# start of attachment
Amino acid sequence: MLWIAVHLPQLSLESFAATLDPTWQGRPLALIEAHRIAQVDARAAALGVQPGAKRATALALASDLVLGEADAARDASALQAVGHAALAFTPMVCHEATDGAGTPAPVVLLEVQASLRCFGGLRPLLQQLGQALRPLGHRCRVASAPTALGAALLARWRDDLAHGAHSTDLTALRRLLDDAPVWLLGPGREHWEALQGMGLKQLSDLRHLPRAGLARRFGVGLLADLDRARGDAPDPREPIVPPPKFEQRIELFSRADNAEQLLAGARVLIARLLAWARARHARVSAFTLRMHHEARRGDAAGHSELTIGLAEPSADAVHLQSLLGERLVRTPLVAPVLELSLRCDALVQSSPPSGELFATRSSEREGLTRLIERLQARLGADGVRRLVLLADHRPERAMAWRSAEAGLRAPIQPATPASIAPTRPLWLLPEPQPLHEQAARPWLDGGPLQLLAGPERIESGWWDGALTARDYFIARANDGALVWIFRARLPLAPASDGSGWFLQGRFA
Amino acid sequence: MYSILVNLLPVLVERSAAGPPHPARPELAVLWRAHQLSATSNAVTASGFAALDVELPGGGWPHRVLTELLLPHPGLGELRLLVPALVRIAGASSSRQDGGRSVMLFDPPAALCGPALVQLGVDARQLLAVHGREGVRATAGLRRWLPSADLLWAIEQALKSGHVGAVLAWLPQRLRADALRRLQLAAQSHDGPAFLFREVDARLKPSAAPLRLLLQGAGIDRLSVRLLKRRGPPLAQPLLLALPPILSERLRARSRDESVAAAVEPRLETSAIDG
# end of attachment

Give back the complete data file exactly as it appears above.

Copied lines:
Amino acid sequence: MLWIAVHLPQLSLESFAATLDPTWQGRPLALIEAHRIAQVDARAAALGVQPGAKRATALALASDLVLGEADAARDASALQAVGHAALAFTPMVCHEATDGAGTPAPVVLLEVQASLRCFGGLRPLLQQLGQALRPLGHRCRVASAPTALGAALLARWRDDLAHGAHSTDLTALRRLLDDAPVWLLGPGREHWEALQGMGLKQLSDLRHLPRAGLARRFGVGLLADLDRARGDAPDPREPIVPPPKFEQRIELFSRADNAEQLLAGARVLIARLLAWARARHARVSAFTLRMHHEARRGDAAGHSELTIGLAEPSADAVHLQSLLGERLVRTPLVAPVLELSLRCDALVQSSPPSGELFATRSSEREGLTRLIERLQARLGADGVRRLVLLADHRPERAMAWRSAEAGLRAPIQPATPASIAPTRPLWLLPEPQPLHEQAARPWLDGGPLQLLAGPERIESGWWDGALTARDYFIARANDGALVWIFRARLPLAPASDGSGWFLQGRFA
Amino acid sequence: MYSILVNLLPVLVERSAAGPPHPARPELAVLWRAHQLSATSNAVTASGFAALDVELPGGGWPHRVLTELLLPHPGLGELRLLVPALVRIAGASSSRQDGGRSVMLFDPPAALCGPALVQLGVDARQLLAVHGREGVRATAGLRRWLPSADLLWAIEQALKSGHVGAVLAWLPQRLRADALRRLQLAAQSHDGPAFLFREVDARLKPSAAPLRLLLQGAGIDRLSVRLLKRRGPPLAQPLLLALPPILSERLRARSRDESVAAAVEPRLETSAIDG